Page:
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Qu’est Que C’est Nature: Let the Good Times Roll!

Rolly Polly – A Child’s First Wild Pet

For any child that plays outdoors, the Rolly Polly is surely on their list of first pets. How could you not say “cool” when these creatures go from running across your arm to rolling into a ball. The ball posture gives them the name Pill Bug, but Doodle Bug or Potato Bug are also names used for what is a cosmopolitan species – found throughout the world. Originally from the Mediterranean, this and other soil-dwelling creatures arrived in foreign shores through European migration. Their scientific name, Armadillidium vulgare, refers to their similarity to armadillos (first name or genus) that roll into a ball and a Latin word for “common” (species name).

So, let’s start with what these creatures are not – they are not insects. By definition, insects have six legs and three body parts (a head, thorax, and abdomen). Rolly Pollies are isopods (meaning same size legs), a group of crustaceans. As with all crustaceans, they have a fused front end, called the cephalothorax (short head with most of the body being the thorax), to which the seven pairs of legs are attached, and a short abdomen.

As for rolling into a ball, this is a defense mechanism for this group of woodlice that protects their underside from predators, but also from drying out. Like all crustaceans, they need a certain amount of moisture to keep their gills/lungs moist. This explains why pollies  are most often seen under logs and pots where there is more moisture. Although not as common as rolly pollies, we do have other species of woodlice in the south that cannot roll into a ball. These species are usually lighter in color and flatter than pollies.

I have enjoyed watching my kids and now grandkids go on “Polly Hunts” – rolling over logs and pots in the yard – but being careful to put the logs and pots back in place once we “find” our prices. One of my grandsons is nicknamed “Polly Man” for this very reason. Whether kept in a bug box, a cup, or just on your arm, they can supply lots of fun and a teaching moment about nature.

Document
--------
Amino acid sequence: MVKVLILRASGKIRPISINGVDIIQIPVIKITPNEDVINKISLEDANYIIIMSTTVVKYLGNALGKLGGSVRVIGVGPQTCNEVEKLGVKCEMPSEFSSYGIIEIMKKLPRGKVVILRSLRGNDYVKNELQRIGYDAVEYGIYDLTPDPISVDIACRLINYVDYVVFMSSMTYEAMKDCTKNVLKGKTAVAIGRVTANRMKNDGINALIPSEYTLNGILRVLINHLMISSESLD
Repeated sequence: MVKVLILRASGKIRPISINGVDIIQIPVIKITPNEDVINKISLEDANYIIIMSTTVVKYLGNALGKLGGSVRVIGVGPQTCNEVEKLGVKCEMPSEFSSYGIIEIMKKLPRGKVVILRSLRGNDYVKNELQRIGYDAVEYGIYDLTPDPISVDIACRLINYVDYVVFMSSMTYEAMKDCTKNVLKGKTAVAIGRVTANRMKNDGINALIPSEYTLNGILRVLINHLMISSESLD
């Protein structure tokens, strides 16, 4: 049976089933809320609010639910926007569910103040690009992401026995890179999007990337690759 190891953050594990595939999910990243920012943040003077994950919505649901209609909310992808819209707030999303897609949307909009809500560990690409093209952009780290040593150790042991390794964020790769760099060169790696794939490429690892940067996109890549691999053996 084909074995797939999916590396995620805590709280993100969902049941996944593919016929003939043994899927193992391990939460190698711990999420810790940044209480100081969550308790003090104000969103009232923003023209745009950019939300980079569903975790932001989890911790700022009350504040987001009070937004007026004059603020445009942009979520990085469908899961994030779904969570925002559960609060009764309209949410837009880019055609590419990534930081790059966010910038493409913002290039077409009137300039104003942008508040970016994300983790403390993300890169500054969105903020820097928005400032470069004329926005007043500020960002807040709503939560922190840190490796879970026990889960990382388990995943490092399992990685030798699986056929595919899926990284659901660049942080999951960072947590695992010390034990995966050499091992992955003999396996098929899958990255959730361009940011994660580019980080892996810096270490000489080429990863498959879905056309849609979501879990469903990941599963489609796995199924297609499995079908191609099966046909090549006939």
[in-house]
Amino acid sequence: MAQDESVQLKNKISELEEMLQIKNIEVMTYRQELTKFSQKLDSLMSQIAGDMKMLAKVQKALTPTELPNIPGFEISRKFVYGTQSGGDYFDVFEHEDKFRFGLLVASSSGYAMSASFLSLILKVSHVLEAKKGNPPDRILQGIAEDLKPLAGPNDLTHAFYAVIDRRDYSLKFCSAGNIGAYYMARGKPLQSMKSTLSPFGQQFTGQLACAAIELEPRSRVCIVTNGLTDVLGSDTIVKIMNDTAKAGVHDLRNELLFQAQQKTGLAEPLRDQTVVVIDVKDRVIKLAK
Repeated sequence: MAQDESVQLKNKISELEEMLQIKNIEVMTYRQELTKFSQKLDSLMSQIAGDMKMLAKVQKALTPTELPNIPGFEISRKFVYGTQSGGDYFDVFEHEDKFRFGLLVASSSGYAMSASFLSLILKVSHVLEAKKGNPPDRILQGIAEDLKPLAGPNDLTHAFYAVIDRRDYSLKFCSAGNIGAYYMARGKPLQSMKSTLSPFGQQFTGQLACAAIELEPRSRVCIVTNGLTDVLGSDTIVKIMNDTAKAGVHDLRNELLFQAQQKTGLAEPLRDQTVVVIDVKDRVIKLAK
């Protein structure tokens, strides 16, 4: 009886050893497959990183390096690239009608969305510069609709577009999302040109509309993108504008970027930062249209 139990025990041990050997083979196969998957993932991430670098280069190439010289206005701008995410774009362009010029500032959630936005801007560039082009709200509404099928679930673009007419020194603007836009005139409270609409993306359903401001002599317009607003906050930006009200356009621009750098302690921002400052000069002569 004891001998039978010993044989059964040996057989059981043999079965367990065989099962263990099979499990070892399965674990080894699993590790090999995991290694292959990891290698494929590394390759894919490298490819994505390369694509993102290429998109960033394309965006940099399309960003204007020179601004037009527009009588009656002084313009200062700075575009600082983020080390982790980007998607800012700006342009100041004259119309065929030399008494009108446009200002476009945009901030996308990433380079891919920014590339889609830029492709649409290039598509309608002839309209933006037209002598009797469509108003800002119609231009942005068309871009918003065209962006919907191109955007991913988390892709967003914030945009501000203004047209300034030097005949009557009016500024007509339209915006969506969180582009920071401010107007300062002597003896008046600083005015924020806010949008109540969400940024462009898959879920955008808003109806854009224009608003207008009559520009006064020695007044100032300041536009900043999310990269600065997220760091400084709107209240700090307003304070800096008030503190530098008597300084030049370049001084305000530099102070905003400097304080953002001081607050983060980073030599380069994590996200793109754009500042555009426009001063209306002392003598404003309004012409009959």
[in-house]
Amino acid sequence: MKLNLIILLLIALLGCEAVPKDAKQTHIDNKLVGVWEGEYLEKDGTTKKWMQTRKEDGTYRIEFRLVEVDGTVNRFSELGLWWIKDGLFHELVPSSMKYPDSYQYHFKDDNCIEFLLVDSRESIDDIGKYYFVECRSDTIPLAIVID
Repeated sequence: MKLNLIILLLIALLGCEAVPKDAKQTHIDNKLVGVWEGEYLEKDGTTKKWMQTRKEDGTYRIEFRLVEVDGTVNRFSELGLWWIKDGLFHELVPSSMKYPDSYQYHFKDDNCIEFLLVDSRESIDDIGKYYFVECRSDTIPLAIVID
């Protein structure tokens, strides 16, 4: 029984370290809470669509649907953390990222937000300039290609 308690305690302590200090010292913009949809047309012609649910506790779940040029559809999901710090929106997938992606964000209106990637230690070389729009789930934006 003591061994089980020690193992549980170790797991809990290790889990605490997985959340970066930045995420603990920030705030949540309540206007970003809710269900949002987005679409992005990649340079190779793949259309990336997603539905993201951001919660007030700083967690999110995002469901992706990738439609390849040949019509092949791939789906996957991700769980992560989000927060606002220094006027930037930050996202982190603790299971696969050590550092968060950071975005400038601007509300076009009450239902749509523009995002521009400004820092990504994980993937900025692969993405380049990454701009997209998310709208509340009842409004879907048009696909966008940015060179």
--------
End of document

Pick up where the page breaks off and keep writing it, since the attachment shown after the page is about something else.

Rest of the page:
But, just because you can, they are not to be stuffed into ears and noses! As one of my nephews learned as a small child, a dozen or so pollies, once stuffed into an ear, start to hurt, right David?

So, take a child on a Rolly Polly hunt today – and regain a part of your own childhood.

Hope to see you in our great outdoors!!!


Written by Mark W. LaSalle, Ph.D.

Mark is a naturalist and wetland ecologist, providing expertise on wetlands, water quality and environmental impacts of humans. He has also developed and conducted a number of environmental education programs and workshops for youth, teachers, realtors, and the general public on a variety of subjects including wetlands, natural history, and environmental landscaping. Mark is a graduate of the University of Southwestern Louisiana (B.S. and M.S. degrees) and Mississippi State University (Ph.D.). Mark is the recipient of the Chevron Conservation Award, the Mississippi Wildlife Federation Conservation Educator Award, the Gulf Guardian Award, and the Boy Scouts of America Silver Beaver Award.

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